Marc Vila: And that’s one of the things to think about when you’re thinking about these numbers, because sometimes folks will do the math and be like, “Dang, dang. 800 shirts.” But you know, for one, there are companies out that aren’t that big, that they don’t really do orders that are smaller than that, for one.
Mark Stephenson: Right, absolutely.
Marc Vila: The other is, if you get a sub sandwich shop that wants to buy shirts from you, and they have six employees, and each employee wants five shirts, six shirts, I mean like that one customer right there is what, 30, 40, 50 shirts? Something like that. And they’re just a small little place. If you get a school or you get a business with a restaurant that has 40 employees, quickly that one restaurant being your customer for one order, you hit your goal for the month.
So, try not to be intimidated while you’re doing some of these numbers. The other comment I was going to make on this though is you might, that’s a simple way to do it, right. A slightly more complicated way to do it is if you already have business, you already have a profit, a percentage that you make on each order, that you can do math on as an average for last year. So you can take that number, right? If it was 40%, that means if you sell $250,000 in sales, 40%, $100,000. Okay, so now you know you need to sell $250,000, because maybe you don’t just sell shirts, you sell like 25 different things, but they average out, right? So at that point in time, you know you need to sell $250,000 in sales.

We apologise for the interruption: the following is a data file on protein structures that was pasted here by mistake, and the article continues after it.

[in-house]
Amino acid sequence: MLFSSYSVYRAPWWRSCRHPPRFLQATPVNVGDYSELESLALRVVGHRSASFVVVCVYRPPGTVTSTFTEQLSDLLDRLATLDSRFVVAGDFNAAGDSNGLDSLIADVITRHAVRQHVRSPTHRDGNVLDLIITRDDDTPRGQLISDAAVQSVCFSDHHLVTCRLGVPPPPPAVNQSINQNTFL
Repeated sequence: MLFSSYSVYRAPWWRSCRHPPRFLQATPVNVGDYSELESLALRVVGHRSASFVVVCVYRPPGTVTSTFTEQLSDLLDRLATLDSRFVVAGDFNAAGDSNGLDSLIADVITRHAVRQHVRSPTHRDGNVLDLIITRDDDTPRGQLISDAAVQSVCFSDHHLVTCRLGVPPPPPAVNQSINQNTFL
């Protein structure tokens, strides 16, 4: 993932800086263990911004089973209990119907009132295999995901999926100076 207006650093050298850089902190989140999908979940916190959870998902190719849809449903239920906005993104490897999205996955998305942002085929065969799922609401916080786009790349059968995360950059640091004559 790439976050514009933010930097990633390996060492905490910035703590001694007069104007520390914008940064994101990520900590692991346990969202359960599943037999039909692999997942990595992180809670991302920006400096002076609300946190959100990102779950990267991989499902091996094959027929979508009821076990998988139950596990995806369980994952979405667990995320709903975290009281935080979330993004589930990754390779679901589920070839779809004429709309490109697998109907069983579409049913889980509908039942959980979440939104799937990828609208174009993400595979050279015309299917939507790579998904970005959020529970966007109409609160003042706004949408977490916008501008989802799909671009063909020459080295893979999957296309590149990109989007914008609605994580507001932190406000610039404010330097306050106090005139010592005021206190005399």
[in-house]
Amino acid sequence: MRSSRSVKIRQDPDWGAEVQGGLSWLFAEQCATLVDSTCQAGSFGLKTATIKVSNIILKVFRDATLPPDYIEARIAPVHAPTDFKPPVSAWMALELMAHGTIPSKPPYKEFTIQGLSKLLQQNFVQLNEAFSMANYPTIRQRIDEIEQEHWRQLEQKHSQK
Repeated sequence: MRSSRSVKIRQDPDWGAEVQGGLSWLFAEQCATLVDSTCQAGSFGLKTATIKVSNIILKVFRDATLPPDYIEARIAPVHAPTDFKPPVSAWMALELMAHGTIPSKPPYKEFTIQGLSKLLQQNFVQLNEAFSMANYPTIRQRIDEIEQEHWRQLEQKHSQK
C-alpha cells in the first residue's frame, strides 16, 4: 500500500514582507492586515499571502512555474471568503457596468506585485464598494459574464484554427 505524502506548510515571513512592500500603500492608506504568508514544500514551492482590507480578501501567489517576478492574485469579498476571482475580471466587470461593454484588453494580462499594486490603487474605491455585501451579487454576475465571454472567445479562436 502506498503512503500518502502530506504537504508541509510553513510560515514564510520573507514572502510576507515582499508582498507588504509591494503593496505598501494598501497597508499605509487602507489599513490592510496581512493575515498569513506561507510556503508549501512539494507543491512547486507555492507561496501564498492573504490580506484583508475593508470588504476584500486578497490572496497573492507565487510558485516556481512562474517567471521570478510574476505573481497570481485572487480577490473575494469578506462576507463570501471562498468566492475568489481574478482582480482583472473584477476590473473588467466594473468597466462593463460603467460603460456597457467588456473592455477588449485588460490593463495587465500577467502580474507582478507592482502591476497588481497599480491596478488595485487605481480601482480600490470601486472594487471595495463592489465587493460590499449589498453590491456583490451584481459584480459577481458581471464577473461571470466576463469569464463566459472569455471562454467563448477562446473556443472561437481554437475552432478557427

The other part that I think is a little bit tricky here is you can do your margin, and how much you made in sales, and your goal, and you’ve built this triangle. And then you are puzzled on how it’s going to happen because you’re like, “I don’t see how I’m going to do this. I don’t see how I’m going to triple my sales to hit my goal. That just seems… I worked so hard.” Right? So there’s a couple things in there. For one, we can work on a plan in the next episode and how you can triple your sales potentially. Right? The other thing is can you charge more money? Right? So, this is a triangle. You can alter your goal, you can alter your sales, you can alter your profits until the triangle fits perfectly together, and it’s a true whatever you call the typical triangle you imagine. I don’t remember all the names for them-
Mark Stephenson: No, I get it. And that’s a great point. So first of all, we don’t want you to get hung up on this episode, and for this exercise on how you’re going to accomplish it. Right. The how to episode is coming. We want you to set real goals and we’re just giving these examples so you can start to think about how you’re going to get there, not focus on it. So, if it’s $100,000 and we just said 800. And chain shirts, if you’re going to make $10, Mark’s point is if you make $15 a shirt, that’s a lot less shirts that you have to make.
Marc Vila: You can do the math real quick because I do have a calculator up.
Mark Stephenson: Sure.